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Drug Profile

The information on this site is intended to supplement and enhance, not replace, the advice of a physician who is familiar with your medical history. Decisions about your health should always be made ONLY after detailed conversation with your doctor.

Generic drug name: erythromycin (er ITH roe my sin)
Brand name(s): E.E.S., E.E.S. 200, E.E.S. 400, ERY-TAB, ERYC, ERYPED, ERYTHROCIN, ERYTHROCIN STEARATE, PCE, PEDIAMYCIN, PEDIAMYCIN 400
GENERIC: available FAMILY: Macrolides
Find the drug label by searching at DailyMed.

Pregnancy and Breast-feeding Warnings [top]

Pregnancy Warning

No data is available for erythromycin, as it was not tested properly in animal studies. Use during pregnancy only for clear medical reasons. Tell your doctor if you are pregnant or thinking of becoming pregnant before you take this drug.

Breast-feeding Warning

Erythromycin is excreted in human milk. Because of the potential for serious adverse effects in nursing infants, you should not take this drug while nursing.

Safety Warnings For This Drug [top]

Antibiotic-Associated Diarrhea

Antibiotic-associated diarrhea (AAD) is quite common and its incidence varies from 5% to 20% of patients depending on which antibiotic they are taking, although practically all antibiotics have been associated with AAD. Fortunately, most cases are mild and self-limited, ending with the cessation of use of the offending antibiotic. The antibiotics most commonly associated with this mild form of AAD include ampicillin, amoxicillin, cephalosporins and clindamycin.[1] There have been studies in children or adults in which the use of prophylactic yogurt in people using antibiotics has significantly reduced the occurrence or severity of AAD.[2],[3] However, 10% to 20% of all patients who get AAD (0.5% to 4% of patients using antibiotics) will get the more severe form of AAD known as pseudomembranous colitis (see below). If you are taking any antibiotic and develop diarrhea after starting to use the drug, call your physician to discuss whether another antibiotic should be used and to discuss the need for rehydration due to the fluid loss from the diarrhea.

Pseudomembranous colitis has been reported with nearly all antibacterial agents and may range in severity from mild to life-threatening. Therefore, it is important to consider this diagnosis in patients who present with diarrhea subsequent to the administration of antibacterial agents.

Because antibiotic therapy has been associated with severe colitis, which may end fatally, it should be reserved for serious infections where less toxic antimicrobial agents are inappropriate, as described in the INDICATIONS AND USAGE section. It should not be used in patients with nonbacterial infections such as most upper respiratory tract infections. Treatment with antibacterial agents alters the normal flora of the colon and may permit over-growth of clostridia. Studies indicate that a toxin produced by Clostridium difficile is one primary cause of "antibiotic-associated colitis."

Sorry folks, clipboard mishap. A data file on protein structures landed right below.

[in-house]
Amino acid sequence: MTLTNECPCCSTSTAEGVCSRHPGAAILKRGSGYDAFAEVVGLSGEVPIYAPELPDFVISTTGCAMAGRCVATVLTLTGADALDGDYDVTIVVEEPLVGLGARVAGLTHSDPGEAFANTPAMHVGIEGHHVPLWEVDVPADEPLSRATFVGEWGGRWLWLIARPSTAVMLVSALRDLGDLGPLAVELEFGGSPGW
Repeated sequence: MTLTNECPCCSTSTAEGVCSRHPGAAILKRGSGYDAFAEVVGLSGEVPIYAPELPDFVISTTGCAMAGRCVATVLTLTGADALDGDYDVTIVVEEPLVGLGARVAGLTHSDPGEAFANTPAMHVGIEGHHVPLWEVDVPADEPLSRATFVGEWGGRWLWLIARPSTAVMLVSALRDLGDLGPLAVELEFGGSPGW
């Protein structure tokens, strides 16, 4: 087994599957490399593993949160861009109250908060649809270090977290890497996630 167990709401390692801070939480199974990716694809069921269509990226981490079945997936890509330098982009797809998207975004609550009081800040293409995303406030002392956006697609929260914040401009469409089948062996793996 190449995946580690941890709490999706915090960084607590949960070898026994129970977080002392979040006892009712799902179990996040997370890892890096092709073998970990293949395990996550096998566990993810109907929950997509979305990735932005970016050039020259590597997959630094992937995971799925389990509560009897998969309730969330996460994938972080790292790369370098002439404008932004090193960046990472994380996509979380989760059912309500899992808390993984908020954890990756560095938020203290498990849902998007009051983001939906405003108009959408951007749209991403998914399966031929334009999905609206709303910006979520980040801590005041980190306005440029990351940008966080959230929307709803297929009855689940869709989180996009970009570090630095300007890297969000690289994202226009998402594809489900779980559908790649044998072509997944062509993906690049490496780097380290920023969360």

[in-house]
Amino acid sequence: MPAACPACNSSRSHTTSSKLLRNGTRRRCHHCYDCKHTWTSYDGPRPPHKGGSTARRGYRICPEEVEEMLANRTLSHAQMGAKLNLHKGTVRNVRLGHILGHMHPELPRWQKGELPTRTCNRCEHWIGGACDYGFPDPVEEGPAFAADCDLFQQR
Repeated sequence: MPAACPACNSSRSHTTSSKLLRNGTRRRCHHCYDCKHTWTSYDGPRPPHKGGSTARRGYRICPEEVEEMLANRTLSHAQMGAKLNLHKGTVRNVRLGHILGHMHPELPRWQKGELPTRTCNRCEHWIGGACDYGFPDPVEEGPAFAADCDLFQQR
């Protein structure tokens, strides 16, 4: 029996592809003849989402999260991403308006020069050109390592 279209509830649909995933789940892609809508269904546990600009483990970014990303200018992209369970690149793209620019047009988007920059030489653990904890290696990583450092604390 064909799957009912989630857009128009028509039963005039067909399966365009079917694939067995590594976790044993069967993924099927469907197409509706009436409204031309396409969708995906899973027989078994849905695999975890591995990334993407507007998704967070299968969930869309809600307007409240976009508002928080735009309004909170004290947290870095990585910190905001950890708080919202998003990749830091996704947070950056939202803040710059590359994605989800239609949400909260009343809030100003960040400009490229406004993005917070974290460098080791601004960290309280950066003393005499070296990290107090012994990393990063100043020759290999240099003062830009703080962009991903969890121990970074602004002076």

After the diagnosis of pseudomembranous colitis has been established, therapeutic measures should be initiated. Mild cases of pseudomembranous colitis usually respond to drug discontinuation alone. In moderate to severe cases, consideration should be given to management with fluids and electrolytes, protein supplementation, and treatment with an antibacterial drug that is clinically effective against C. difficile colitis.

Diarrhea, colitis, and pseudomembranous colitis have been observed to begin up to several weeks following cessation of therapy.

Facts About This Drug [top]

Erythromycin (E.E.S., E.E.S. 200, E.E.S. 400, ERYC, ERYPED, ERY-TAB, ERYTHROCIN, PCE, PEDIAMYCIN, PEDIAMYCIN 400) is used in the treatment of infections caused by bacteria. It works by killing bacteria or preventing their growth. This drug is used to treat infections in many different parts of the body. Erythromycin will not work for colds, flu or other viral infections.

Adverse effects

This antibiotic may cause stomach or abdominal cramps and pain, watery diarrhea that may also be...

Erythromycin (E.E.S., E.E.S. 200, E.E.S. 400, ERYC, ERYPED, ERY-TAB, ERYTHROCIN, PCE, PEDIAMYCIN, PEDIAMYCIN 400) is used in the treatment of infections caused by bacteria. It works by killing bacteria or preventing their growth. This drug is used to treat infections in many different parts of the body. Erythromycin will not work for colds, flu or other viral infections.

Adverse effects

This antibiotic may cause stomach or abdominal cramps and pain, watery diarrhea that may also be bloody, nausea, vomiting, difficulty hearing, tinnitus (a ringing noise in the ears) or deafness.[4],[5]

Liver damage

People who use a particular type of erythromycin called erythromycin estolate (a "Do Not Use" drug) are about 20 times more likely to suffer liver damage (toxicity) from the drug than people who use other forms.[6] Therefore, you should not take erythromycin estolate.[7] If you have liver disease, you should take less than the usual adult dose of erythromycin.

Cardiovascular adverse events

For many years, erythromycin was not believed to cause serious adverse reactions. However, more recently, there have been reports in the medical literature of a change in electrical conduction in the heart (QT prolongation) that can increase the risk of a potentially fatal heart rhythm disturbance known as torsades de pointes. “Torsades de pointes” is a French phrase that means “twisted point,” describing the appearance of this rhythm disturbance on an electrocardiogram. These reports often have involved the injectable form of erythromycin.[8]

Research published in 2004, in the New England Journal of Medicine reported that patients using erythromycin had an increased risk of death from cardiac causes compared with patients not taking antibiotics.[9]